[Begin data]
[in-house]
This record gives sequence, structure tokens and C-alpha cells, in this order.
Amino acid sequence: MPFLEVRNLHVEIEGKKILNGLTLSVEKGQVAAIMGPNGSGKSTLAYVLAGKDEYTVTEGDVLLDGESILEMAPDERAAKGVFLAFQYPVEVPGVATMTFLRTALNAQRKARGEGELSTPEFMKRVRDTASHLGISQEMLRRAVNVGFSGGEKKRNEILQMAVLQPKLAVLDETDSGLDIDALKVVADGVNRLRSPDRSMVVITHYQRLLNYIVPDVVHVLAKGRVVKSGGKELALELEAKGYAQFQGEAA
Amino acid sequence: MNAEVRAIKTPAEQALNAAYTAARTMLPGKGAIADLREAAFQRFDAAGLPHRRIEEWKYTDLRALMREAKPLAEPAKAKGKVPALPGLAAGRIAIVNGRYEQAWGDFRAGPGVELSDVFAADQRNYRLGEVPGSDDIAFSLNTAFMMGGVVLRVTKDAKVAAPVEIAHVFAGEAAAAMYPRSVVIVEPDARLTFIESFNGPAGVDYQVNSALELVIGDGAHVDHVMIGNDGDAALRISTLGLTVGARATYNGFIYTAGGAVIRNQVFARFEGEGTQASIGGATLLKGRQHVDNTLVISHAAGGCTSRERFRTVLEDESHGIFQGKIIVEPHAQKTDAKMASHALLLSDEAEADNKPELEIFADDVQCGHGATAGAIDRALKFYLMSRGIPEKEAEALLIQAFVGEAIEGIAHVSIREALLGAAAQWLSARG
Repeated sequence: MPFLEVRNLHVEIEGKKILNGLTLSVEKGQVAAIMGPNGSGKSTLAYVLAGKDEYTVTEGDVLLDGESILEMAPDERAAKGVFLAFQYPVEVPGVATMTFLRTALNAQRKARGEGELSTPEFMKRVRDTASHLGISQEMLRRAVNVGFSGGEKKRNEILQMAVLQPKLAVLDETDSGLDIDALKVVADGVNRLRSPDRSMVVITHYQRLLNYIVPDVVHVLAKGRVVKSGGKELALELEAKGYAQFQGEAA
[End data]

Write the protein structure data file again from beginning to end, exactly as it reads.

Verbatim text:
[in-house]
This record gives sequence, structure tokens and C-alpha cells, in this order.
Amino acid sequence: MPFLEVRNLHVEIEGKKILNGLTLSVEKGQVAAIMGPNGSGKSTLAYVLAGKDEYTVTEGDVLLDGESILEMAPDERAAKGVFLAFQYPVEVPGVATMTFLRTALNAQRKARGEGELSTPEFMKRVRDTASHLGISQEMLRRAVNVGFSGGEKKRNEILQMAVLQPKLAVLDETDSGLDIDALKVVADGVNRLRSPDRSMVVITHYQRLLNYIVPDVVHVLAKGRVVKSGGKELALELEAKGYAQFQGEAA
Amino acid sequence: MNAEVRAIKTPAEQALNAAYTAARTMLPGKGAIADLREAAFQRFDAAGLPHRRIEEWKYTDLRALMREAKPLAEPAKAKGKVPALPGLAAGRIAIVNGRYEQAWGDFRAGPGVELSDVFAADQRNYRLGEVPGSDDIAFSLNTAFMMGGVVLRVTKDAKVAAPVEIAHVFAGEAAAAMYPRSVVIVEPDARLTFIESFNGPAGVDYQVNSALELVIGDGAHVDHVMIGNDGDAALRISTLGLTVGARATYNGFIYTAGGAVIRNQVFARFEGEGTQASIGGATLLKGRQHVDNTLVISHAAGGCTSRERFRTVLEDESHGIFQGKIIVEPHAQKTDAKMASHALLLSDEAEADNKPELEIFADDVQCGHGATAGAIDRALKFYLMSRGIPEKEAEALLIQAFVGEAIEGIAHVSIREALLGAAAQWLSARG
Repeated sequence: MPFLEVRNLHVEIEGKKILNGLTLSVEKGQVAAIMGPNGSGKSTLAYVLAGKDEYTVTEGDVLLDGESILEMAPDERAAKGVFLAFQYPVEVPGVATMTFLRTALNAQRKARGEGELSTPEFMKRVRDTASHLGISQEMLRRAVNVGFSGGEKKRNEILQMAVLQPKLAVLDETDSGLDIDALKVVADGVNRLRSPDRSMVVITHYQRLLNYIVPDVVHVLAKGRVVKSGGKELALELEAKGYAQFQGEAA